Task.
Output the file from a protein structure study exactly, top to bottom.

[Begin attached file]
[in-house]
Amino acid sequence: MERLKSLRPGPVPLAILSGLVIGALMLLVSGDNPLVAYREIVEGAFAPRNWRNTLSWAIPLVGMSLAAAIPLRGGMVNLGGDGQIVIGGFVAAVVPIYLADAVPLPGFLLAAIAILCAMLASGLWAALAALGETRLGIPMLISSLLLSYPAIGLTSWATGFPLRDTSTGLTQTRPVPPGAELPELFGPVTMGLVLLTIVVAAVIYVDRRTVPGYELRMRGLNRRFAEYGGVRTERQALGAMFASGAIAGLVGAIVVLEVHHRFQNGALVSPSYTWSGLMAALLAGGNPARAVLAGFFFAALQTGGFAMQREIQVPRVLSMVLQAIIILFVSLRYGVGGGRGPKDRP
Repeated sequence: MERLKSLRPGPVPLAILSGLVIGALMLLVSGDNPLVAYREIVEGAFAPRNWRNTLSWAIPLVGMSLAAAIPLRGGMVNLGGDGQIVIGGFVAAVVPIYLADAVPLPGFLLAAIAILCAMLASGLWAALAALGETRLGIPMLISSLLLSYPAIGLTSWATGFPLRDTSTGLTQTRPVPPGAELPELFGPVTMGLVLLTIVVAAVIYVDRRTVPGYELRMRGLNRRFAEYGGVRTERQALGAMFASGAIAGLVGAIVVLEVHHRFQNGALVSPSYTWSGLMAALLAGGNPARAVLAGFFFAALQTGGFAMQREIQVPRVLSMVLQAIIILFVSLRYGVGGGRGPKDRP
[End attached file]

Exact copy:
[in-house]
Amino acid sequence: MERLKSLRPGPVPLAILSGLVIGALMLLVSGDNPLVAYREIVEGAFAPRNWRNTLSWAIPLVGMSLAAAIPLRGGMVNLGGDGQIVIGGFVAAVVPIYLADAVPLPGFLLAAIAILCAMLASGLWAALAALGETRLGIPMLISSLLLSYPAIGLTSWATGFPLRDTSTGLTQTRPVPPGAELPELFGPVTMGLVLLTIVVAAVIYVDRRTVPGYELRMRGLNRRFAEYGGVRTERQALGAMFASGAIAGLVGAIVVLEVHHRFQNGALVSPSYTWSGLMAALLAGGNPARAVLAGFFFAALQTGGFAMQREIQVPRVLSMVLQAIIILFVSLRYGVGGGRGPKDRP
Repeated sequence: MERLKSLRPGPVPLAILSGLVIGALMLLVSGDNPLVAYREIVEGAFAPRNWRNTLSWAIPLVGMSLAAAIPLRGGMVNLGGDGQIVIGGFVAAVVPIYLADAVPLPGFLLAAIAILCAMLASGLWAALAALGETRLGIPMLISSLLLSYPAIGLTSWATGFPLRDTSTGLTQTRPVPPGAELPELFGPVTMGLVLLTIVVAAVIYVDRRTVPGYELRMRGLNRRFAEYGGVRTERQALGAMFASGAIAGLVGAIVVLEVHHRFQNGALVSPSYTWSGLMAALLAGGNPARAVLAGFFFAALQTGGFAMQREIQVPRVLSMVLQAIIILFVSLRYGVGGGRGPKDRP